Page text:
Turning my head to look at the slope at whose top we perch, enjoying the view, I notice signs of human habitation: footpaths, fertile fields, a road here and there curving on contour. Self-powered bungalows of various shapes and colors dot the hillside like hobbit homes. Somehow I know that whether here or in cities elsewhere, the buildings, creatively printed as much for beauty as for function, are clean and maintain themselves. I imagine artistically glowing sidewalks looping through gigantic parks.
My attention returns to the valley. Never have I beheld such an incomparable place, not in fantasy, fact, or dream…until now.
My despair has slipped away, replaced by a surprising mood of relieved enjoyment starting to shade over into joy. That such a place could exist, even in a dream…
The words come not to my ears but go directly into my brain, sent by the people sitting next to me as they look over at me:
“Behold your future.” Somehow, I know they mean: not my future, but the future of us all.
“I didn’t realize the future was already set,” I reply mentally, knowing they can hear me think.
“One potential future, then. A glimpse of what is possible.”
“At first glance, it looks glorious. But how can this be?”
The breeze flowing out of the valley ruffles hair and garments and grasses. We sit together in silence.
“Have you ever fantasized something that came true? Probably everyone has, but so easy to dismiss as coincidence. It isn’t.
“The seeds of many possible futures lay in the depths of consciousness—your depths and everyone else’s–waiting for the right time to sprout. They germinate for decades, even centuries, moving closer to or farther from realization depending on the choices being made.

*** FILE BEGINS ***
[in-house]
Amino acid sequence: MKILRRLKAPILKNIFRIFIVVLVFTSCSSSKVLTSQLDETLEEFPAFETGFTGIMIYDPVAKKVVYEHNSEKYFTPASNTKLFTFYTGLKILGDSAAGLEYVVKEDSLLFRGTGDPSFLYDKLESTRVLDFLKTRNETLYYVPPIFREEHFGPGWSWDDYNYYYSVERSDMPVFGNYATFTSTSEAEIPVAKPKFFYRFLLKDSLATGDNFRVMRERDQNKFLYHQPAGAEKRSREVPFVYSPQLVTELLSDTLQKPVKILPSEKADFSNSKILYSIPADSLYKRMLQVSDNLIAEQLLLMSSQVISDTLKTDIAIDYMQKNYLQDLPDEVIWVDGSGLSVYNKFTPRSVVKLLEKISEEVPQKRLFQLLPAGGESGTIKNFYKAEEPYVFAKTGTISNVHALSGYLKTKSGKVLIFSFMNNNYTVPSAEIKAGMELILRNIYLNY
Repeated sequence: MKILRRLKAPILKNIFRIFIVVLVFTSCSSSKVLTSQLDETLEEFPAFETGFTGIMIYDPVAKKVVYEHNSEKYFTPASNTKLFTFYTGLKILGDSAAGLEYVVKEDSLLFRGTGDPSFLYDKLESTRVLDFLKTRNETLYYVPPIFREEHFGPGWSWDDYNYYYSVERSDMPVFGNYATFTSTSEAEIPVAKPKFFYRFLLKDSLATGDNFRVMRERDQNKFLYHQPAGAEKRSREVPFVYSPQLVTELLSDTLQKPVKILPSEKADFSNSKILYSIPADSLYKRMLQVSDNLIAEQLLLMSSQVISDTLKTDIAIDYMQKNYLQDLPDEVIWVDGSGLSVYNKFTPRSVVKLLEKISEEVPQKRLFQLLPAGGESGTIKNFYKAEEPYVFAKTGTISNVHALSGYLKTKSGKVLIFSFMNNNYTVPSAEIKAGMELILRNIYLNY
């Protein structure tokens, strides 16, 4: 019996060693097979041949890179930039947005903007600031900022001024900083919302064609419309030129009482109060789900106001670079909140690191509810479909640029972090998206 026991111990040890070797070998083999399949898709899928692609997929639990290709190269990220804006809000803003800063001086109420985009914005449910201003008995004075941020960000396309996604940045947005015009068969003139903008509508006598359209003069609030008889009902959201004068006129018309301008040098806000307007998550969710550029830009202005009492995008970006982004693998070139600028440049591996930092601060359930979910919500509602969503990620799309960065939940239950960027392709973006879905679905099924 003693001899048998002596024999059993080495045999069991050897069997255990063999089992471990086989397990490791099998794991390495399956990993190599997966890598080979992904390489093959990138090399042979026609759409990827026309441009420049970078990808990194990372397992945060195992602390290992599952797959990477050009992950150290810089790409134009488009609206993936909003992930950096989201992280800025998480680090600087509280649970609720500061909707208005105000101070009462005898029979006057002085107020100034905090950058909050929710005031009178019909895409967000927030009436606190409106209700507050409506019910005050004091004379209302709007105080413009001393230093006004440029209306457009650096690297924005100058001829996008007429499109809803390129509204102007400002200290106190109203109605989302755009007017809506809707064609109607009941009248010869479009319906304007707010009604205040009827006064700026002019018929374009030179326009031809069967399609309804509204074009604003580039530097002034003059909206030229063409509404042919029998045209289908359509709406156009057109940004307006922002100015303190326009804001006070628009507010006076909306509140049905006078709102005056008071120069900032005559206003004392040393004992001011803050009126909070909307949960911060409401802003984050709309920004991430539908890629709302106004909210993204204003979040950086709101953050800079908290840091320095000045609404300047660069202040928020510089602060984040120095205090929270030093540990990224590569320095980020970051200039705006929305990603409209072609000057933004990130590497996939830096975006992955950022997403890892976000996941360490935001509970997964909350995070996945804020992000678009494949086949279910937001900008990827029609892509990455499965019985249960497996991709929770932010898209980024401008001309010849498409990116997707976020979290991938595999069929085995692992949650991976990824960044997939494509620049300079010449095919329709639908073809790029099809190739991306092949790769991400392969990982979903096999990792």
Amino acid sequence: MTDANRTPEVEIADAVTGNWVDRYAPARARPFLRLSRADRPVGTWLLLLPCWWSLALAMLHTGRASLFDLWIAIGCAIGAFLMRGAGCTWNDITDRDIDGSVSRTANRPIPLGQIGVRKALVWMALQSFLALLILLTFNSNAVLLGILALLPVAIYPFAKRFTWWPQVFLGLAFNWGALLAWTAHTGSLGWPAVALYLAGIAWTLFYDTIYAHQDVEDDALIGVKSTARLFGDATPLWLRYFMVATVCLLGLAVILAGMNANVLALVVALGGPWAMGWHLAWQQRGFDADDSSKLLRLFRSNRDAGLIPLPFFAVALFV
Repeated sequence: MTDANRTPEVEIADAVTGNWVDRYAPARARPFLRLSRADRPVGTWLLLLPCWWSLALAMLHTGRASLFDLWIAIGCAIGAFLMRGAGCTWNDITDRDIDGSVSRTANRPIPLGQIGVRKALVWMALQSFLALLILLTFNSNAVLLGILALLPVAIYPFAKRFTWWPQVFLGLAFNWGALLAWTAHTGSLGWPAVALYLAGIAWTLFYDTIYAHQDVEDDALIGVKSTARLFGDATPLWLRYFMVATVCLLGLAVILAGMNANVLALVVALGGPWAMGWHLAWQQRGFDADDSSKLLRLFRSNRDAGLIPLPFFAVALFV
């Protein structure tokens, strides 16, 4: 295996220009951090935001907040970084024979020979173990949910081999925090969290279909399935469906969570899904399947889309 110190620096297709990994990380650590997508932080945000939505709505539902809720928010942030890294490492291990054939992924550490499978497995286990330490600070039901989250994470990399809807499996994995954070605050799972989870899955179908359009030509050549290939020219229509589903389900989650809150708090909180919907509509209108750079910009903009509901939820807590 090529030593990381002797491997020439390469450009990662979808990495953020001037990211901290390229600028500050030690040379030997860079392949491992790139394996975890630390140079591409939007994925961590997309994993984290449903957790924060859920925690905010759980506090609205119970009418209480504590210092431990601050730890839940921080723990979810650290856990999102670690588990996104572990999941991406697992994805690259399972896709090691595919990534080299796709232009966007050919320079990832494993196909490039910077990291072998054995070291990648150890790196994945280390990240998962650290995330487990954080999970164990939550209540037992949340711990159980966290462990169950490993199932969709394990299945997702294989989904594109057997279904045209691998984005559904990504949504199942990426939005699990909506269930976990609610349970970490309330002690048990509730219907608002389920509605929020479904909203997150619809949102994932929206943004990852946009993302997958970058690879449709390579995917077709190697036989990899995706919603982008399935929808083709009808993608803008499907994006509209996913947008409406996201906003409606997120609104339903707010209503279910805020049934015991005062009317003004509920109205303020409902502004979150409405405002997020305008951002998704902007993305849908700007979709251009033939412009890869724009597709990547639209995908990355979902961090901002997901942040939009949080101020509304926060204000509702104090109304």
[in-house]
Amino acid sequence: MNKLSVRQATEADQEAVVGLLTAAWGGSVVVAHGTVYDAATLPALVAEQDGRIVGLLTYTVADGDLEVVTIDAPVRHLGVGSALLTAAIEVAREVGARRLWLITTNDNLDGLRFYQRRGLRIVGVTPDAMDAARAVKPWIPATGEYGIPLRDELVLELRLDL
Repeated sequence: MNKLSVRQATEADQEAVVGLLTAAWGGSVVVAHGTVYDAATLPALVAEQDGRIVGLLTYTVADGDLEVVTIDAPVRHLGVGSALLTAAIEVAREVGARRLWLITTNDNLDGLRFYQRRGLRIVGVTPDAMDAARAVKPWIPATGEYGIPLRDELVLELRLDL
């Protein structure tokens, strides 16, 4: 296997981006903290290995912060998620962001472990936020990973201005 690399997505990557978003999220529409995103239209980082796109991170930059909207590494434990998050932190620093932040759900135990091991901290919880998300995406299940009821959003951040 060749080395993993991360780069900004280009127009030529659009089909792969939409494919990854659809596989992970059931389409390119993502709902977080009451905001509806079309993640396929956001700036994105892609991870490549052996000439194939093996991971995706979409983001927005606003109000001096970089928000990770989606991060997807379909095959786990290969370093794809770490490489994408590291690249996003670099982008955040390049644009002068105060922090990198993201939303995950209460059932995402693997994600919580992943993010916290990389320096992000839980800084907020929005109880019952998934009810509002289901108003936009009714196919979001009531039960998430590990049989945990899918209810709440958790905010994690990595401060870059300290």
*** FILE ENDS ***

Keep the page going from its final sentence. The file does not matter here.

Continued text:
“Some of these futures should never sprout. Worldwide drought and devastation, ceaseless wars over dwindling resources: these are paths you should not take. But other paths beckon.
“Our path is that of a lovingly inhabited planet where every species reaches fulfillment and Earth becomes fully conscious of herself through all, human and non-human alike. All this and more”—one of our party on the hill gestures toward creek, forest, birds, clouds, bungalows and hamlets and, beyond them, the rest of the flourishing world—“is Terrania, the mythos of a lovingly inhabited world.”
It is too beautiful to let in. Because if I do, then what? “Everything but the cigars,” I tell myself cynically. And yet the scene before me is melting my defenses…
“Humans have fantasized the future you now see for millennia. Many are the names it has gone by: Faerie, Eden, Alam al-Mithal, Isles of the Blessed, Aztlán, Camelot, Cockaigne, Paititi, Thule, Mount Meru, New Jerusalem. More recently, Shangri-La, Amber, Rivendell, Roke, Wakanda, 24th Century Earth…”
“Discontented people long for an Elsewhere,” I think.
“This is not just a human dream. You share it with the intelligence of Earth, who sees herself reflected in the consciousness of every experiment in life which she devises.”
I imagine a vast being, not conscious as humans are, but in her own way. I imagine four billion years of experimentation—groping, really–involving complex chemicals separating and joining deep in the oceans, changing climates and shorelines, freezes, warmings, soils, fungi connecting entire continents, funneling nutrients and maintaining landscapes, Moon backing away from it all as tides grow ever tamer. My mind cannot encompass the effloresces of life, the upwellings of algae, plants, insects, animals, coming into being and passing away, evolving with each long-term change in their locale. Most of it long before we got here.
And then one day a column of fire from deep beneath Ethiopia breaking open the Rift Valley and, millions of years later, as continents reshuffle as they drift over pools of magma, the first two-leggeds appearing near seas, by rivers, in savannas dotted with trees….
A breeze brings a roll of thunder and the smell of rain. My mind returns to the present.
“But who maintains all this? Where in this pretty picture are the working poor, the weary landscapers and factory slaves, the bankrupt farmers, the coughing miners who won’t see old age, the broken soldiers returning from war?”
“There are no poor anymore. No slaves, no sick laborers, no down-and-outs or pushed-to-one-sides. Here, everyone has worth and respect.”
No poor. After thousands of years of oppression trickling down from elites unwilling to give up their power and control?